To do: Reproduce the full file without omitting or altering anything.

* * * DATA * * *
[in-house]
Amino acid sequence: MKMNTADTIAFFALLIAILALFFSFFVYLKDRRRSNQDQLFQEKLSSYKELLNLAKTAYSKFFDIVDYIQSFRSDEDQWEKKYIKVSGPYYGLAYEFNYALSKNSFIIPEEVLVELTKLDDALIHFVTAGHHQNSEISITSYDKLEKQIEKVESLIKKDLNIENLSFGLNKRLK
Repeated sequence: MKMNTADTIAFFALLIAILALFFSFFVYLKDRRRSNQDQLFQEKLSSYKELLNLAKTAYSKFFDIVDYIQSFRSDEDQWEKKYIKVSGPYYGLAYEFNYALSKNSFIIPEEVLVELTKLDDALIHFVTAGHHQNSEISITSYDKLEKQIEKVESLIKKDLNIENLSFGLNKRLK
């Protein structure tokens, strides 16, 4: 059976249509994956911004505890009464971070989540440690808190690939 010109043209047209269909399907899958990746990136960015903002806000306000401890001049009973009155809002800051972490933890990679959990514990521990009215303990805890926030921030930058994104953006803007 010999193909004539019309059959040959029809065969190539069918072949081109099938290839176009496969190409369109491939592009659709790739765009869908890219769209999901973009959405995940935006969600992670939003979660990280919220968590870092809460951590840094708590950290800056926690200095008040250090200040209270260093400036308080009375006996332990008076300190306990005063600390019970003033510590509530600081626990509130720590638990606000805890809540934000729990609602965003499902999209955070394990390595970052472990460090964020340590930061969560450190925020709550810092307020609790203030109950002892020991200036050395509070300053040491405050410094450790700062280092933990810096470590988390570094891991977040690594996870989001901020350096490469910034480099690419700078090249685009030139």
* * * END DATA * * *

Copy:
[in-house]
Amino acid sequence: MKMNTADTIAFFALLIAILALFFSFFVYLKDRRRSNQDQLFQEKLSSYKELLNLAKTAYSKFFDIVDYIQSFRSDEDQWEKKYIKVSGPYYGLAYEFNYALSKNSFIIPEEVLVELTKLDDALIHFVTAGHHQNSEISITSYDKLEKQIEKVESLIKKDLNIENLSFGLNKRLK
Repeated sequence: MKMNTADTIAFFALLIAILALFFSFFVYLKDRRRSNQDQLFQEKLSSYKELLNLAKTAYSKFFDIVDYIQSFRSDEDQWEKKYIKVSGPYYGLAYEFNYALSKNSFIIPEEVLVELTKLDDALIHFVTAGHHQNSEISITSYDKLEKQIEKVESLIKKDLNIENLSFGLNKRLK
């Protein structure tokens, strides 16, 4: 059976249509994956911004505890009464971070989540440690808190690939 010109043209047209269909399907899958990746990136960015903002806000306000401890001049009973009155809002800051972490933890990679959990514990521990009215303990805890926030921030930058994104953006803007 010999193909004539019309059959040959029809065969190539069918072949081109099938290839176009496969190409369109491939592009659709790739765009869908890219769209999901973009959405995940935006969600992670939003979660990280919220968590870092809460951590840094708590950290800056926690200095008040250090200040209270260093400036308080009375006996332990008076300190306990005063600390019970003033510590509530600081626990509130720590638990606000805890809540934000729990609602965003499902999209955070394990390595970052472990460090964020340590930061969560450190925020709550810092307020609790203030109950002892020991200036050395509070300053040491405050410094450790700062280092933990810096470590988390570094891991977040690594996870989001901020350096490469910034480099690419700078090249685009030139």